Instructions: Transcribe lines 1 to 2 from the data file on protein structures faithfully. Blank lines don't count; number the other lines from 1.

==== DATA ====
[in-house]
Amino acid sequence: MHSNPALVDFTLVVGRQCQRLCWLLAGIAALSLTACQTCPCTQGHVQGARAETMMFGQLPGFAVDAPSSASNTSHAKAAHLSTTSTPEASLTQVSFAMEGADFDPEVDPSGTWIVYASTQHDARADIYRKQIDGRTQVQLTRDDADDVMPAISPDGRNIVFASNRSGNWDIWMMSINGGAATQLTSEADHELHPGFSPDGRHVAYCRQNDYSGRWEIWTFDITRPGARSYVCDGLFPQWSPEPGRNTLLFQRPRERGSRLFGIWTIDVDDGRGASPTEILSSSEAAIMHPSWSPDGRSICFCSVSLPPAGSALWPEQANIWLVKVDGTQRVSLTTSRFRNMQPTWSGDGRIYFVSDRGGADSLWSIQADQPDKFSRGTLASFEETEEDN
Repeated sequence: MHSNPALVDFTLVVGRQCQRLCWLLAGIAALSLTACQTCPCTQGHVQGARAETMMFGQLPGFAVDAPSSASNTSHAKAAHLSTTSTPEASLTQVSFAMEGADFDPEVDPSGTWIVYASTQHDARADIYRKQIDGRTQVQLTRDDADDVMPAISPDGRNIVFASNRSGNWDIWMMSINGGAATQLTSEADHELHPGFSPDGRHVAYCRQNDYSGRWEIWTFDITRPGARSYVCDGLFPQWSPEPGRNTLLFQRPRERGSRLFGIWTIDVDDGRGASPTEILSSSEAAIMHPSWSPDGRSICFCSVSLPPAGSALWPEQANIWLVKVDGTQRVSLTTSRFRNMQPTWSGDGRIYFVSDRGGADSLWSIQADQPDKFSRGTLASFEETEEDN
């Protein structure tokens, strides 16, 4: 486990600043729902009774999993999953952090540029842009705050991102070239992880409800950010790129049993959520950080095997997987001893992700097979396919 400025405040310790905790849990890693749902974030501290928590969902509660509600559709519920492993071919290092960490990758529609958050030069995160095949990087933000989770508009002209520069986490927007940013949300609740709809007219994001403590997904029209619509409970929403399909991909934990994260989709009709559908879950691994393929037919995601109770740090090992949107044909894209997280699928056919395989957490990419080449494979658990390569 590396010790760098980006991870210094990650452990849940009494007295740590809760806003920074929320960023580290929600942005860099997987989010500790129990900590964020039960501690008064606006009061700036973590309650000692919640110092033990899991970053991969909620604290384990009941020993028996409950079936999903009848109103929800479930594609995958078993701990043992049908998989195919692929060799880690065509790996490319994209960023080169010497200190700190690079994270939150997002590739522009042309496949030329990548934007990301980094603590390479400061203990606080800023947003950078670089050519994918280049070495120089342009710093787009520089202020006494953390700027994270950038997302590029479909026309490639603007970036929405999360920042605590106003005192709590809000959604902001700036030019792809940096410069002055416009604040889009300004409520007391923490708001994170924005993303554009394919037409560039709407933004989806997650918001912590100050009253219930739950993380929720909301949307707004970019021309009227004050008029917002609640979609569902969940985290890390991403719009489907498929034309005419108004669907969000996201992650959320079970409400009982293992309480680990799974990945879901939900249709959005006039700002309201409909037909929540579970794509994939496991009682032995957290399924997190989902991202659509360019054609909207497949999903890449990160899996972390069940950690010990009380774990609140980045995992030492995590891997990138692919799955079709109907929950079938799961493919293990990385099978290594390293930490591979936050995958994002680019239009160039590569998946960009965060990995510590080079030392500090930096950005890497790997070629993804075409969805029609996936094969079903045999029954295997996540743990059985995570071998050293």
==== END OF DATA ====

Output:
[in-house]
Amino acid sequence: MHSNPALVDFTLVVGRQCQRLCWLLAGIAALSLTACQTCPCTQGHVQGARAETMMFGQLPGFAVDAPSSASNTSHAKAAHLSTTSTPEASLTQVSFAMEGADFDPEVDPSGTWIVYASTQHDARADIYRKQIDGRTQVQLTRDDADDVMPAISPDGRNIVFASNRSGNWDIWMMSINGGAATQLTSEADHELHPGFSPDGRHVAYCRQNDYSGRWEIWTFDITRPGARSYVCDGLFPQWSPEPGRNTLLFQRPRERGSRLFGIWTIDVDDGRGASPTEILSSSEAAIMHPSWSPDGRSICFCSVSLPPAGSALWPEQANIWLVKVDGTQRVSLTTSRFRNMQPTWSGDGRIYFVSDRGGADSLWSIQADQPDKFSRGTLASFEETEEDN